Investing in L2 vs. Investing in ETH: Which has a brighter future?

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Original author: James Ho

Original translation: TechFlow

Investing in L2 vs ETH

Layer 2 (L2) solutions on Ethereum have made significant progress in the past few years. Currently, the total locked value (TVL) of Ethereum L2 exceeds $40 billion, compared to only $10 billion a year ago. On @l2 beat , you will find more than 50 L2 projects, but the top 5-10 projects account for more than 90% of the TVL.

After the implementation of the EIP-4844 proposal, transaction fees were significantly reduced, and transaction fees on platforms such as Base and Arbitrum were even less than US$0.01.

Investing in L2 vs. Investing in ETH: Which has a brighter future?

Despite the huge progress L2 has made in technology and usage, L2 tokens have generally performed poorly as liquidity investments (although as venture investments they have performed very well). You can find many jokes and memes about the poor performance of L2 tokens relative to ETH.

We reviewed the valuations of major L2s relative to ETH. One notable observation is that despite the increase in the number of listed L2s, their total fully diluted valuation (FDV) as a percentage of ETH has remained constant.

Two years ago, the only listed L2s were Optimism and Polygon, with 8% of ETH鈥檚 FDV. Today, we have L2 projects like Arbitrum, Starkware, zkSync, and others, with 9% of ETH鈥檚 FDV.

Investing in L2 vs. Investing in ETH: Which has a brighter future?

Every new L2 token listed actually dilutes the valuation of previously listed L2 tokens.

Investing in L2 vs. Investing in ETH: Which has a brighter future?

The result of investing in L2 tokens is significant underperformance relative to ETH. The returns over the past 12 months are as follows:

  • ETH: +105%

  • OP: +77%

  • MATIC: -3%

  • ARB: -12%

The FDV of major L2 tokens has long been around $10B. To some extent, this is fairly arbitrary, and market participants have not had a strong reason to explain why it is $1B and not $2B or $300M. Ultimately, there is significant supply pressure due to demand for liquidity and/or large unlocks.

The aforementioned L2 generates $20-30 million in monthly fees. Since the implementation of EIP-4844, fees have dropped to $3-4 million per month, with an annualized fee of about $40-50 million.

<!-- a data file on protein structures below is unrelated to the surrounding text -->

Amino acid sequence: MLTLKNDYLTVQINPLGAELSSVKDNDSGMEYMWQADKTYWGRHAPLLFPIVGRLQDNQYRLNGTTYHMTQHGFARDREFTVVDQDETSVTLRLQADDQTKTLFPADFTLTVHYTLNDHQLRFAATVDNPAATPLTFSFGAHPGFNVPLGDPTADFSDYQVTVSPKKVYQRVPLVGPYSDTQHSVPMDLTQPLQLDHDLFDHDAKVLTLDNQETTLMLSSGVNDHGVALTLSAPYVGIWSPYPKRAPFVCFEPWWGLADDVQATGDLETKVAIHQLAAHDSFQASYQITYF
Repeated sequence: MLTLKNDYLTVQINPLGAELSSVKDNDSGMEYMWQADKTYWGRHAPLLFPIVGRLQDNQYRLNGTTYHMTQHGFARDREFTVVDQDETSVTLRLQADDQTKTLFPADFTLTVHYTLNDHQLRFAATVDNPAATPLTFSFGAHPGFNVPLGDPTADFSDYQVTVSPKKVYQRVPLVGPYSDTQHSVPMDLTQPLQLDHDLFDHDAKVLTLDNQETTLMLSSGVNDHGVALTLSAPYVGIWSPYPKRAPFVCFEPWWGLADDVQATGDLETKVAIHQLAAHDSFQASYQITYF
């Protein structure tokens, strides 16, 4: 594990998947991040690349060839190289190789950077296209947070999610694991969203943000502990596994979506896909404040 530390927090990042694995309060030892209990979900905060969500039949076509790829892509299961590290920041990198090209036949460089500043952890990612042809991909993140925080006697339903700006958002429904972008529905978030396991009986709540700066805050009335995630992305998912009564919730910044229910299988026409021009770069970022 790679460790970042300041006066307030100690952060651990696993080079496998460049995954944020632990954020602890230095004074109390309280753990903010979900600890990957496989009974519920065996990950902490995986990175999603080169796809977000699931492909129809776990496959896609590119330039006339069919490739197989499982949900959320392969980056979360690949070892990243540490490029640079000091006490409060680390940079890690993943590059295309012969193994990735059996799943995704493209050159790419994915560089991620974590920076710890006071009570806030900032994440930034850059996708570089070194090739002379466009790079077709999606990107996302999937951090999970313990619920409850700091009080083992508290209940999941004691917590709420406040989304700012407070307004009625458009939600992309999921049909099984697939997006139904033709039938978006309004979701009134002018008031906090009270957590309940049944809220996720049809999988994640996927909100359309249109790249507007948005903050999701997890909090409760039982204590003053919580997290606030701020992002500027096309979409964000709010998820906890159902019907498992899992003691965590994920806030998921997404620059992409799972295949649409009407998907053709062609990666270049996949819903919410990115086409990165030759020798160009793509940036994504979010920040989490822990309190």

Investing in L2 vs. Investing in ETH: Which has a brighter future?

Includes: ptimism, arbitrum, polygon, starkware, zksync

Currently, the total FDV of major L2 tokens is about $40 billion, with annualized fees of $40 million and a valuation multiple of about 1,000x.

This is in stark contrast to large DeFi protocols, which typically trade at valuation multiples between 15-60x (based on last month鈥檚 annualized fees):

  • DYDX: 60x

  • SNX: 50x

  • PENDLE: 50x

  • LDO: 40 times

  • AAVE: 20x

  • MKR: 15x

  • GMX: 15x

As more L2 projects come to market, the FDV of L2 tokens may continue to be pressured and diluted. There is too much supply in the market for the liquid market to easily support.


  • In the long term, L2 is likely to generate significant fee income. L2 generates $150M in fees per year (including Base, Blast, Scroll), and this number is likely to grow significantly as L2 activity increases.

  • The above is not specific to a particular L2 project, but rather a broad observation about the category as a whole. It seems difficult to buy a basket of L2 tokens with ~$40B FDV and ~$40M in fees (1000x) and expect them to outperform ETH in the long term.

  • Clearly, there is no shortage of blockspace between L2, high throughput chains like Solana, Sui, Aptos, etc. The limiting factor is the applications that use that blockspace. I expect more focus to be placed on the application layer in the future, and that liquidity markets will reward the application layer over the infrastructure layer in the coming years.

  • In the last cycle, it was more common for projects to be listed significantly early. MATIC was listed on the liquid market with a FDV of less than $50 million and is now over $5 billion, an increase of more than 100 times. However, this is not the case with the recent $OP , $ARB , $STRK , $ZK , and most other L2 tokens that may eventually be listed.

This article is sourced from the internet: Investing in L2 vs. Investing in ETH: Which has a brighter future?

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